Simply put, Audiblox is a system of cognitive exercises, aimed at the development of foundational learning skills. A foundational skill is not the same as a process, strategy or technique. The difference between these can be explained by using the game of basketball as example. In order to be a basketball player, a person first has to master the foundational skills, e.g. passing, dribbling, defense, and shooting. Only after that can
he be taught strategies or techniques. Audiblox develops and automates the foundational skills of reading, spelling, writing, mathematics and the
skills required in the learning of subject matter. A list of the most important foundational skills addressed by Audiblox includes:
Accurate perception
Visual discrimination of color, foregroundbackground, form, size, and position in space
Visual analysis and synthesis of position in space
Auditory discrimination of foreground-background, and position in time and space
Auditory analysis and synthesis of position in time and space
Decoding and integration of information
Visual closure
Visual memory
Auditory memory
Sequential memory
Short-term memory
Long-term memory

Working memory
Concept of numbers
Logical thinking
Fine motor coordination
Gross motor coordination
Sensory-motor integration

Audiblox Is Multisensory

People not only learn at different rates, but also in different ways. Some students want their teacher or lecturers to write everything on the board. Others prefer to listen. Some like to sit in small groups and discuss a question; others like to listen to a lecture, translating it into pictures or doodles in their notebook. Such individual learning preferences are known as learning styles.
Learning styles are generally divided into three categories:

(1.) visual learners, who need to see it to know it,                                                                                                                                                                                                   (2.) auditory learners, who need to hear it to know it and                                                                                                                                                                                    (3.) tactile/kinesthetic learners, who prefer a hands-on approach.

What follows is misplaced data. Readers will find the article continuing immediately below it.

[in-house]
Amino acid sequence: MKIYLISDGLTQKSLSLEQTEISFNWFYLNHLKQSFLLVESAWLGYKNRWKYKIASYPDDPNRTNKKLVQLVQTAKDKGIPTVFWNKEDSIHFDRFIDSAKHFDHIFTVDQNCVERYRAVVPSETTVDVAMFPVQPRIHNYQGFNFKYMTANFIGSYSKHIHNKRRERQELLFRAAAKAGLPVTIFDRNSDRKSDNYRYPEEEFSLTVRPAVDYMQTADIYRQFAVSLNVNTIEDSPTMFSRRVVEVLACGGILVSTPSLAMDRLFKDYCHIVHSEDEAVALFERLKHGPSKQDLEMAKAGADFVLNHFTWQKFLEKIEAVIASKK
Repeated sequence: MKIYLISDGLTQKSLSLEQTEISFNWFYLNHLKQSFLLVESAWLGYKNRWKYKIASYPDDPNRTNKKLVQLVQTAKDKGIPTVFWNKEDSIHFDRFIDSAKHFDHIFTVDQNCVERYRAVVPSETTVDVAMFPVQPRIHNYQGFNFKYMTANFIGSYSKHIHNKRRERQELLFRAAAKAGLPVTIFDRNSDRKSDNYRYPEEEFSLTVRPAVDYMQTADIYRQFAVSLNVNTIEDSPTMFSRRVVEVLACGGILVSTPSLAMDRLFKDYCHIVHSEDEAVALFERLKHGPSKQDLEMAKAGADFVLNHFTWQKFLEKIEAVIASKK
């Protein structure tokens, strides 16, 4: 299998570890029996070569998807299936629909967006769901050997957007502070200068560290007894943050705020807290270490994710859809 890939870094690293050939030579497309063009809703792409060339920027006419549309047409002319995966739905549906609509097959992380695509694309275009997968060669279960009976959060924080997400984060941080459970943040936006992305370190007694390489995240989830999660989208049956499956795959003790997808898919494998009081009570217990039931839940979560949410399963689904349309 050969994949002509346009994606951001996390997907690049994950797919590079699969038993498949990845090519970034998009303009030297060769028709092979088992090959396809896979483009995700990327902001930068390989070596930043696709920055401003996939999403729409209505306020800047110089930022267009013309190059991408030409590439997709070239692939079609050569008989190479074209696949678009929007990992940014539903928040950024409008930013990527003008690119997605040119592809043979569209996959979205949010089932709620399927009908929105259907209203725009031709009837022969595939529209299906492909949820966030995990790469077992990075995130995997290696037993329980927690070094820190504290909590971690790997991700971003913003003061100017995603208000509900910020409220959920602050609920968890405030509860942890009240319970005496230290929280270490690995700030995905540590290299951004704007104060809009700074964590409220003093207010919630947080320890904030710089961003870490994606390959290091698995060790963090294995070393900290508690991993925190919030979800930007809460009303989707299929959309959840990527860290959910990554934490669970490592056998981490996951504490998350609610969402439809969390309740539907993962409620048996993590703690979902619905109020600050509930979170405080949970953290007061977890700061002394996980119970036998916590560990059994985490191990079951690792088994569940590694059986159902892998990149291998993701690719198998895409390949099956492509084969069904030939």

Although there is some value in adjusting to a preferred learning style, we should not overlook that a child must be prepared for the real world and real time. “In the real world, and real time, learning styles theory is often an academic luxury,” writes James Atherton in an article entitled Learning styles don’t matter. Therefore it is essential to teach a child a versatile learning approach from a young age, which means that he will be able to use multiple senses when learning. We must not improve only his strengths, but also his weaknesses. There is no doubt that a person’s weaker senses can be improved. A blind person, being deprived of sight, usually develops all the other senses to a remarkable degree.
To learn to read Braille, for instance, his tactile sense must be developed to a remarkable degree. This fact is important because it shows without the help of complicated tests that every sense can be developed and improved. By learning to use all his senses, the learner’s ear will eventually come to the aid of his eye, and his hand to the aid of his ear, thereby opening three channels to his mind instead of only one.

Audiblox is multisensory and addresses the visual, auditory, and kinesthetic skills of a learner — all at once.


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